• Any public interest disclosure received by a Competent Authority will be referred to a government authorised authority if it falls under any of the above 10 prohibited categories. This authority will take a decision on the matter, which will be binding.
  • The Statement of Objects and Reasons of the Bill states that the 10 prohibited categories are modelled on those under the RTI Act, 2005. However, this comparison may not be appropriate. Unlike the RTI Act, disclosures under the Bill are not made public but in confidence to a high level constitutional or statutory authority.
  • With regard to the 10 prohibited categories, the RTI Act allows (i) the public authority to disclose information if he considers it to be in public interest; and (ii) a two stage appeal process if information is not made available. The Bill does not contain such provisions.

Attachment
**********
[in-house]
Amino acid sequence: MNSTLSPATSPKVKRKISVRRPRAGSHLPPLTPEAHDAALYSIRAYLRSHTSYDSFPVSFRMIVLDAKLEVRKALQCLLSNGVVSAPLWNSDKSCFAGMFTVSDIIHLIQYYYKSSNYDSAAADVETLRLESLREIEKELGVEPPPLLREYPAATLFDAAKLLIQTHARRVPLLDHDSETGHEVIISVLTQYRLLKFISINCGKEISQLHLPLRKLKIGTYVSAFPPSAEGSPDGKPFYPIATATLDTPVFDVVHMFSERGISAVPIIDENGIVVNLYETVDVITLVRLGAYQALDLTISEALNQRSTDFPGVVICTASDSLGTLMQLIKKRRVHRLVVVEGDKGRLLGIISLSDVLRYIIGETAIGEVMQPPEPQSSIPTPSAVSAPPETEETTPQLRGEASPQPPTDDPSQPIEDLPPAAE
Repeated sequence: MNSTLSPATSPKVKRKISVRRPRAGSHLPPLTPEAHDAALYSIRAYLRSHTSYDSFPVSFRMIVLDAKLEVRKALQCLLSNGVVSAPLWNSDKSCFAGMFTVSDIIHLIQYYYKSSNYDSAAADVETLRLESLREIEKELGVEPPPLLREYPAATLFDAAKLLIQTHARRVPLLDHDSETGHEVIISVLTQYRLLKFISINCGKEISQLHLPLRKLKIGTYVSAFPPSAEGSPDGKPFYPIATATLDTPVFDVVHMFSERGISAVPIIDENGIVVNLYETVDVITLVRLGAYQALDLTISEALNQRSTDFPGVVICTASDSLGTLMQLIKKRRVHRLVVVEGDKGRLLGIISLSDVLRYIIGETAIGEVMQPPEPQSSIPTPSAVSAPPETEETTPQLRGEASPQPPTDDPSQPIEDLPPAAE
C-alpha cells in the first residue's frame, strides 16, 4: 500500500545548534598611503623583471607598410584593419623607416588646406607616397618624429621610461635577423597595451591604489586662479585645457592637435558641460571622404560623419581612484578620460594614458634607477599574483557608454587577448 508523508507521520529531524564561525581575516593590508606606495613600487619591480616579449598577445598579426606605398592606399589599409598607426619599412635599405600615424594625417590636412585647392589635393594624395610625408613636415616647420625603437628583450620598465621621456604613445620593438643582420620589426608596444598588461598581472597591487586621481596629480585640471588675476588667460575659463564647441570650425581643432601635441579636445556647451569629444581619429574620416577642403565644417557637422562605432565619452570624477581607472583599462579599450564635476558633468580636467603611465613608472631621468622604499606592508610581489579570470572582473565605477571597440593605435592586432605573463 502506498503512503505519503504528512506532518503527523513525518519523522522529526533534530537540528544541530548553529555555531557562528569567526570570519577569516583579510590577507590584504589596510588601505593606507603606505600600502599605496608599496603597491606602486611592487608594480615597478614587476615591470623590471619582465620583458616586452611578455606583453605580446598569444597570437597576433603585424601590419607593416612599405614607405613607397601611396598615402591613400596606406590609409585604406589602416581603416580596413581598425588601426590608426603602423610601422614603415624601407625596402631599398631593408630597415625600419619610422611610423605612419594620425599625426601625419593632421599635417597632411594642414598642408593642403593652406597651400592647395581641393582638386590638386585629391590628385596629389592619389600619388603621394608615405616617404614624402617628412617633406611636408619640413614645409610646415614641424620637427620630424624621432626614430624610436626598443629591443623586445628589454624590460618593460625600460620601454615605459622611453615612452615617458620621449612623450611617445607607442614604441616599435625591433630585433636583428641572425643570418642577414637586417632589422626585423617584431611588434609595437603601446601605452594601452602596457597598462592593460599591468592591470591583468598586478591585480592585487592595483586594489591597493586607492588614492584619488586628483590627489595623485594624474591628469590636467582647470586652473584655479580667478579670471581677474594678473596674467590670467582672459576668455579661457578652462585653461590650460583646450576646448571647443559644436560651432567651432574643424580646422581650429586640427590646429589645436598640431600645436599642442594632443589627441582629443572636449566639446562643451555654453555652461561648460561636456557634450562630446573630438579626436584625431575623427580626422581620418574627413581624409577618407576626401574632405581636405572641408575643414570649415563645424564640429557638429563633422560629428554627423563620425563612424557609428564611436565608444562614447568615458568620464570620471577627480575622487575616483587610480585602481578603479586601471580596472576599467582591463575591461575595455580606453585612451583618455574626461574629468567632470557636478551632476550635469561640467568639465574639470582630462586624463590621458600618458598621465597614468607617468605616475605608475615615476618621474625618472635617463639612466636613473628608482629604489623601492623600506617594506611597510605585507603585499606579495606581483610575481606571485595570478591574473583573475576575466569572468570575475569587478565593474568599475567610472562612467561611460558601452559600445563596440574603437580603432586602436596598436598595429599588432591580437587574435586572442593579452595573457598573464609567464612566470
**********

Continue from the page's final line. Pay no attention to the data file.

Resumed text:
• A Competent Authority is required to refer a prohibited disclosure to a government authority for a final decision. However, the Bill does not specify the minimum qualifications required or the process of appointment of this authority.
  • Whistleblower laws in other countries also prohibit the disclosure of certain types of information. These include information related to national security and intelligence, received in a fiduciary capacity, and any disclosure specifically prohibited by a law.